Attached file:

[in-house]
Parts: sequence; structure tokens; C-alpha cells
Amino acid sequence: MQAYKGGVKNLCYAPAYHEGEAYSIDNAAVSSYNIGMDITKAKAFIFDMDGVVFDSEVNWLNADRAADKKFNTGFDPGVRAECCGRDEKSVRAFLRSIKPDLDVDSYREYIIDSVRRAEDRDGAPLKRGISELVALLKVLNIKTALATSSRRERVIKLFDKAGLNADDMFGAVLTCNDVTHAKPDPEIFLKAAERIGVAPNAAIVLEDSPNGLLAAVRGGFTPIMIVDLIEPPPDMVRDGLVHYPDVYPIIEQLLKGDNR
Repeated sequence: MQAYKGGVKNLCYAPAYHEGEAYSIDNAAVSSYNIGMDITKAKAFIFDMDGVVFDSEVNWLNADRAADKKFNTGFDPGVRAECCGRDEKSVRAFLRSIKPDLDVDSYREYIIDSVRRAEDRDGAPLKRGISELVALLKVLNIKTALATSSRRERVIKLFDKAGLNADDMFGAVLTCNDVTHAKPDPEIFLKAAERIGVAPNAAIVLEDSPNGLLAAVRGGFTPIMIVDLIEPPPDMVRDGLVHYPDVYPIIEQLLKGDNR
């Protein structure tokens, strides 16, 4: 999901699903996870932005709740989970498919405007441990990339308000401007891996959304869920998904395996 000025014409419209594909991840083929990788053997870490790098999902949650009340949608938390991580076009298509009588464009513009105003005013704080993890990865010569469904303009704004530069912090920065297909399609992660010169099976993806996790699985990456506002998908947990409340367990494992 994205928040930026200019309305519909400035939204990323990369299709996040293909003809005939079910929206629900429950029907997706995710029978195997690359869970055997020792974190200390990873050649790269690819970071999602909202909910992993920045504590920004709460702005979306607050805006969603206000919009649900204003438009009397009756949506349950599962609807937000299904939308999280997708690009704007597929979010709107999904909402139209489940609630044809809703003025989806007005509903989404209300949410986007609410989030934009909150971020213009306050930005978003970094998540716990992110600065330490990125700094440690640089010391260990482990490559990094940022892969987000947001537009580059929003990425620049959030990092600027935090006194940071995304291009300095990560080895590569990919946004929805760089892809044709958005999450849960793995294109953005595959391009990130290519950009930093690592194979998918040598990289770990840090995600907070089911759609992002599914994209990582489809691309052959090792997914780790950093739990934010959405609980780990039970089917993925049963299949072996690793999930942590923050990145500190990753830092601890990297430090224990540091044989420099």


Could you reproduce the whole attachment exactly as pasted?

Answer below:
[in-house]
Parts: sequence; structure tokens; C-alpha cells
Amino acid sequence: MQAYKGGVKNLCYAPAYHEGEAYSIDNAAVSSYNIGMDITKAKAFIFDMDGVVFDSEVNWLNADRAADKKFNTGFDPGVRAECCGRDEKSVRAFLRSIKPDLDVDSYREYIIDSVRRAEDRDGAPLKRGISELVALLKVLNIKTALATSSRRERVIKLFDKAGLNADDMFGAVLTCNDVTHAKPDPEIFLKAAERIGVAPNAAIVLEDSPNGLLAAVRGGFTPIMIVDLIEPPPDMVRDGLVHYPDVYPIIEQLLKGDNR
Repeated sequence: MQAYKGGVKNLCYAPAYHEGEAYSIDNAAVSSYNIGMDITKAKAFIFDMDGVVFDSEVNWLNADRAADKKFNTGFDPGVRAECCGRDEKSVRAFLRSIKPDLDVDSYREYIIDSVRRAEDRDGAPLKRGISELVALLKVLNIKTALATSSRRERVIKLFDKAGLNADDMFGAVLTCNDVTHAKPDPEIFLKAAERIGVAPNAAIVLEDSPNGLLAAVRGGFTPIMIVDLIEPPPDMVRDGLVHYPDVYPIIEQLLKGDNR
């Protein structure tokens, strides 16, 4: 999901699903996870932005709740989970498919405007441990990339308000401007891996959304869920998904395996 000025014409419209594909991840083929990788053997870490790098999902949650009340949608938390991580076009298509009588464009513009105003005013704080993890990865010569469904303009704004530069912090920065297909399609992660010169099976993806996790699985990456506002998908947990409340367990494992 994205928040930026200019309305519909400035939204990323990369299709996040293909003809005939079910929206629900429950029907997706995710029978195997690359869970055997020792974190200390990873050649790269690819970071999602909202909910992993920045504590920004709460702005979306607050805006969603206000919009649900204003438009009397009756949506349950599962609807937000299904939308999280997708690009704007597929979010709107999904909402139209489940609630044809809703003025989806007005509903989404209300949410986007609410989030934009909150971020213009306050930005978003970094998540716990992110600065330490990125700094440690640089010391260990482990490559990094940022892969987000947001537009580059929003990425620049959030990092600027935090006194940071995304291009300095990560080895590569990919946004929805760089892809044709958005999450849960793995294109953005595959391009990130290519950009930093690592194979998918040598990289770990840090995600907070089911759609992002599914994209990582489809691309052959090792997914780790950093739990934010959405609980780990039970089917993925049963299949072996690793999930942590923050990145500190990753830092601890990297430090224990540091044989420099």